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RESTORE: REcovery after Serious Trauma—Outcomes, Resource use and patient Experiences study protocol
  1. Belinda J Gabbe1,2,
  2. Sandra Braaf1,
  3. Mark Fitzgerald3,
  4. Rodney Judson4,
  5. James E Harrison5,
  6. Ronan A Lyons1,2,
  7. Jennie Ponsford6,
  8. Alex Collie1,7,
  9. Shanthi Ameratunga8,
  10. David Attwood9,
  11. Nicola Christie10,
  12. Andrew Nunn11,
  13. Peter A Cameron1,12
  1. 1Department of Epidemiology and Preventive Medicine, Monash University, Melbourne, Victoria, Australia
  2. 2College of Medicine, Swansea University, Swansea, Wales, UK
  3. 3Trauma Service, The Alfred Hospital, Melbourne, Victoria, Australia
  4. 4Trauma Service, The Royal Melbourne Hospital, Melbourne, Victoria, Australia
  5. 5Research Centre for Injury Studies, Flinders University, Adelaide, South Australia, Australia
  6. 6School of Psychological Sciences, Monash University, Melbourne, Victoria, Australia
  7. 7Institute for Safety, Compensation and Recovery Research, Monash University, Melbourne, Victoria, Australia
  8. 8School of Population Health, University of Auckland, Auckland, New Zealand
  9. 9Business Intelligence, Transport Accident Commission, Melbourne, Victoria, Australia
  10. 10Department of Civil, Environmental and Geomatic Engineering, University College of London, London, UK
  11. 11Victorian Spinal Cord Service, Austin Hospital, Melbourne, Victoria, Australia
  12. 12Emergency and Trauma Centre, The Alfred Hospital, Melbourne, Victoria, Australia
  1. Correspondence to Professor Belinda J Gabbe, Department of Epidemiology and Preventive Medicine, Monash University, The Alfred Centre, Commercial Rd, Melbourne, VIC 3004, Australia; belinda.gabbe{at}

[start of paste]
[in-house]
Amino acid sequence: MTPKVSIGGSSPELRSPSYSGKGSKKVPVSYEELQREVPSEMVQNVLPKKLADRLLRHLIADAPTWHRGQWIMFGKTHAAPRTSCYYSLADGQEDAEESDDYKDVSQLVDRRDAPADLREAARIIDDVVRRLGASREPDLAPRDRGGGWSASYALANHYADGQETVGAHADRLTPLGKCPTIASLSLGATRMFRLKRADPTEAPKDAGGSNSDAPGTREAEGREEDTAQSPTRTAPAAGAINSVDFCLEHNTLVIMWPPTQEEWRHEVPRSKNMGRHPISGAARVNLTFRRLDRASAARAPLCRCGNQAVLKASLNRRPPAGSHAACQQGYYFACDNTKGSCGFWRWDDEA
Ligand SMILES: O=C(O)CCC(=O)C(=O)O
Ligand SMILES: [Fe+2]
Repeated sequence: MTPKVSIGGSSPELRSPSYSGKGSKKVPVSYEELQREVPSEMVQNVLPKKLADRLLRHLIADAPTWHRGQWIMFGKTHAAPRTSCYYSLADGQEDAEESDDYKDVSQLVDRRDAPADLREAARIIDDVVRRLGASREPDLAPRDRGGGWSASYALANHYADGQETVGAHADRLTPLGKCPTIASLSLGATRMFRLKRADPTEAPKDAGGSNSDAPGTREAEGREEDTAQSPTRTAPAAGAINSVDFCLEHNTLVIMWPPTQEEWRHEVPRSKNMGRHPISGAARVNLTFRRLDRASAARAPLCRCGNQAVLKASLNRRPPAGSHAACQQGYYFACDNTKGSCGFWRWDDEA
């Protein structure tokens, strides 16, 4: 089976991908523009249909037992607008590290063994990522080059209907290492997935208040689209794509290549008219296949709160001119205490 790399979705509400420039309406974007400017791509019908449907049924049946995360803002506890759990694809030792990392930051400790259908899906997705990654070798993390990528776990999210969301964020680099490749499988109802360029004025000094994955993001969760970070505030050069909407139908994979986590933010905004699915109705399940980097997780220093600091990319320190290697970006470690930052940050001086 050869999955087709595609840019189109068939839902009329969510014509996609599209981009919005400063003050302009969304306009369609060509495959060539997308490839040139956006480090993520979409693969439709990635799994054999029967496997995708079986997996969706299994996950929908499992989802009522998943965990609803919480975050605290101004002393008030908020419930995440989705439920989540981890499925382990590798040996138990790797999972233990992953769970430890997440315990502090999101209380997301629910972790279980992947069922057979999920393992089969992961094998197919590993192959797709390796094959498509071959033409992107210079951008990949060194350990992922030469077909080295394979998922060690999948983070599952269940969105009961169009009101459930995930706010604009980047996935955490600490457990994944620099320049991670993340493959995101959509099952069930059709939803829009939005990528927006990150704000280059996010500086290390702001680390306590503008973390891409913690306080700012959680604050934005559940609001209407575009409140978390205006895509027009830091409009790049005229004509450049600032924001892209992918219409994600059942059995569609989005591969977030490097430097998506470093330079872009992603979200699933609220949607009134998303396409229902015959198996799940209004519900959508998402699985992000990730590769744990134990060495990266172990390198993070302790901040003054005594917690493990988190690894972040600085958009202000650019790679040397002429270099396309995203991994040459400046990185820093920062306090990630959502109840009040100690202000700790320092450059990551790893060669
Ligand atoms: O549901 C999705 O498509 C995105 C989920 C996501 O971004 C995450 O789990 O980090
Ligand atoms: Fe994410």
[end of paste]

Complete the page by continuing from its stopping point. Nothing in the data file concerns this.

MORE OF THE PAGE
Background Traumatic injury is a leading contributor to the overall global burden of disease. However, there is a worldwide shortage of population data to inform understanding of non-fatal injury burden. An improved understanding of the pattern of recovery following trauma is needed to better estimate the burden of injury, guide provision of rehabilitation services and care to injured people, and inform guidelines for the monitoring and evaluation of disability outcomes.

Objective To provide a comprehensive overview of patient outcomes and experiences in the first 5 years after serious injury.

Design This is a population-based, nested prospective cohort study using quantitative data methods, supplemented by a qualitative study of a seriously injured participant sample.

Participants All 2547 paediatric and adult major trauma patients captured by the Victorian State Trauma Registry with a date of injury from 1 July 2011 to 30 June 2012 who survived to hospital discharge and did not opt-off from the registry.

Analysis To analyse the quantitative data and identify factors that predict poor or good outcome, whether there is change over time, differences in rates of recovery and change between key participant subgroups, multilevel mixed effects regression models will be fitted. To analyse the qualitative data, thematic analysis will be used to identify important themes and the relationships between themes.

Contribution to the field The results of this project have the potential to inform clinical decisions and public health policy, which can reduce the burden of non-fatal injury and improve the lives of people living with the consequences of severe injury.

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